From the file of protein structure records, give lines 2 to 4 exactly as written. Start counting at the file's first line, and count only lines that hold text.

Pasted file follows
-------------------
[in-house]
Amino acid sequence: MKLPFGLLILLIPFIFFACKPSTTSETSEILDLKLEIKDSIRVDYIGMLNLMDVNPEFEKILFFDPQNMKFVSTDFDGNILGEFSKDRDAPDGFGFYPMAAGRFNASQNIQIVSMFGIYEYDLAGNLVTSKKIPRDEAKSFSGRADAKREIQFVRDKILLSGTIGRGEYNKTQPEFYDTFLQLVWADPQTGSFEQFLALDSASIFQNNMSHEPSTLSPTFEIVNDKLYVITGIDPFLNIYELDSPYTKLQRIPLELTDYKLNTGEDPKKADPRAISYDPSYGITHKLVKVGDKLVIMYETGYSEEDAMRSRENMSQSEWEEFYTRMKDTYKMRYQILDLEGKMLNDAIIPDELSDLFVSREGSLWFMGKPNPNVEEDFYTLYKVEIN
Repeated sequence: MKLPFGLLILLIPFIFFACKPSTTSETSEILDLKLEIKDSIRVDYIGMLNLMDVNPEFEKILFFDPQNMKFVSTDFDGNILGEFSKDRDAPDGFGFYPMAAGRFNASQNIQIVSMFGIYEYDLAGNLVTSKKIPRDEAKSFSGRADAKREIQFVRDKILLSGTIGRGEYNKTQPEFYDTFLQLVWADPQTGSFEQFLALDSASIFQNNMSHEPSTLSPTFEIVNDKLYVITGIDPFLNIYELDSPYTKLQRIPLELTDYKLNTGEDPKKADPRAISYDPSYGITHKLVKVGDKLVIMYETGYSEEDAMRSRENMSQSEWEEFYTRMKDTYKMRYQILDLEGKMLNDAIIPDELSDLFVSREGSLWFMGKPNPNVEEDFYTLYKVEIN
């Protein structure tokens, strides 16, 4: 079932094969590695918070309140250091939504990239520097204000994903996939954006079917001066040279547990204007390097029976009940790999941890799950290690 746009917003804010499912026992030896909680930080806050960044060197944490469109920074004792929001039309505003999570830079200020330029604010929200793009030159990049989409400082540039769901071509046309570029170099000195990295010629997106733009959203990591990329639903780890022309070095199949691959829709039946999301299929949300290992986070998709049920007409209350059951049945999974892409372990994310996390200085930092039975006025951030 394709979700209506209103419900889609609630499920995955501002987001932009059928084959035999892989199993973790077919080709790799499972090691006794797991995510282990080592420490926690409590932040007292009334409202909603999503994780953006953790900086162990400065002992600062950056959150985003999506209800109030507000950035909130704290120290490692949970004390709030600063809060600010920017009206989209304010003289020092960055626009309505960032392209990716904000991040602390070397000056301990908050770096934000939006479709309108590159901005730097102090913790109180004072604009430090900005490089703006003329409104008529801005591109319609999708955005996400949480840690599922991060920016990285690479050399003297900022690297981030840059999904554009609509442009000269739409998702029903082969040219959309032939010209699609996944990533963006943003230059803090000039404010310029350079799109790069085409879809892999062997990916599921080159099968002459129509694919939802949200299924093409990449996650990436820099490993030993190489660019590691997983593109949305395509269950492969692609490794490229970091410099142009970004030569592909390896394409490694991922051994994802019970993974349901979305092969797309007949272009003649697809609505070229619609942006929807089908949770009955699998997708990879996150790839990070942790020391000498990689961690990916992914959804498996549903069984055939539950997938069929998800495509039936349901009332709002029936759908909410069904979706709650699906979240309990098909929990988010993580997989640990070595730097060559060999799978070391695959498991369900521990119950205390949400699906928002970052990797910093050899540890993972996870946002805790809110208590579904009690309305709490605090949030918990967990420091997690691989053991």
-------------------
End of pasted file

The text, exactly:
Amino acid sequence: MKLPFGLLILLIPFIFFACKPSTTSETSEILDLKLEIKDSIRVDYIGMLNLMDVNPEFEKILFFDPQNMKFVSTDFDGNILGEFSKDRDAPDGFGFYPMAAGRFNASQNIQIVSMFGIYEYDLAGNLVTSKKIPRDEAKSFSGRADAKREIQFVRDKILLSGTIGRGEYNKTQPEFYDTFLQLVWADPQTGSFEQFLALDSASIFQNNMSHEPSTLSPTFEIVNDKLYVITGIDPFLNIYELDSPYTKLQRIPLELTDYKLNTGEDPKKADPRAISYDPSYGITHKLVKVGDKLVIMYETGYSEEDAMRSRENMSQSEWEEFYTRMKDTYKMRYQILDLEGKMLNDAIIPDELSDLFVSREGSLWFMGKPNPNVEEDFYTLYKVEIN
Repeated sequence: MKLPFGLLILLIPFIFFACKPSTTSETSEILDLKLEIKDSIRVDYIGMLNLMDVNPEFEKILFFDPQNMKFVSTDFDGNILGEFSKDRDAPDGFGFYPMAAGRFNASQNIQIVSMFGIYEYDLAGNLVTSKKIPRDEAKSFSGRADAKREIQFVRDKILLSGTIGRGEYNKTQPEFYDTFLQLVWADPQTGSFEQFLALDSASIFQNNMSHEPSTLSPTFEIVNDKLYVITGIDPFLNIYELDSPYTKLQRIPLELTDYKLNTGEDPKKADPRAISYDPSYGITHKLVKVGDKLVIMYETGYSEEDAMRSRENMSQSEWEEFYTRMKDTYKMRYQILDLEGKMLNDAIIPDELSDLFVSREGSLWFMGKPNPNVEEDFYTLYKVEIN
């Protein structure tokens, strides 16, 4: 079932094969590695918070309140250091939504990239520097204000994903996939954006079917001066040279547990204007390097029976009940790999941890799950290690 746009917003804010499912026992030896909680930080806050960044060197944490469109920074004792929001039309505003999570830079200020330029604010929200793009030159990049989409400082540039769901071509046309570029170099000195990295010629997106733009959203990591990329639903780890022309070095199949691959829709039946999301299929949300290992986070998709049920007409209350059951049945999974892409372990994310996390200085930092039975006025951030 394709979700209506209103419900889609609630499920995955501002987001932009059928084959035999892989199993973790077919080709790799499972090691006794797991995510282990080592420490926690409590932040007292009334409202909603999503994780953006953790900086162990400065002992600062950056959150985003999506209800109030507000950035909130704290120290490692949970004390709030600063809060600010920017009206989209304010003289020092960055626009309505960032392209990716904000991040602390070397000056301990908050770096934000939006479709309108590159901005730097102090913790109180004072604009430090900005490089703006003329409104008529801005591109319609999708955005996400949480840690599922991060920016990285690479050399003297900022690297981030840059999904554009609509442009000269739409998702029903082969040219959309032939010209699609996944990533963006943003230059803090000039404010310029350079799109790069085409879809892999062997990916599921080159099968002459129509694919939802949200299924093409990449996650990436820099490993030993190489660019590691997983593109949305395509269950492969692609490794490229970091410099142009970004030569592909390896394409490694991922051994994802019970993974349901979305092969797309007949272009003649697809609505070229619609942006929807089908949770009955699998997708990879996150790839990070942790020391000498990689961690990916992914959804498996549903069984055939539950997938069929998800495509039936349901009332709002029936759908909410069904979706709650699906979240309990098909929990988010993580997989640990070595730097060559060999799978070391695959498991369900521990119950205390949400699906928002970052990797910093050899540890993972996870946002805790809110208590579904009690309305709490605090949030918990967990420091997690691989053991």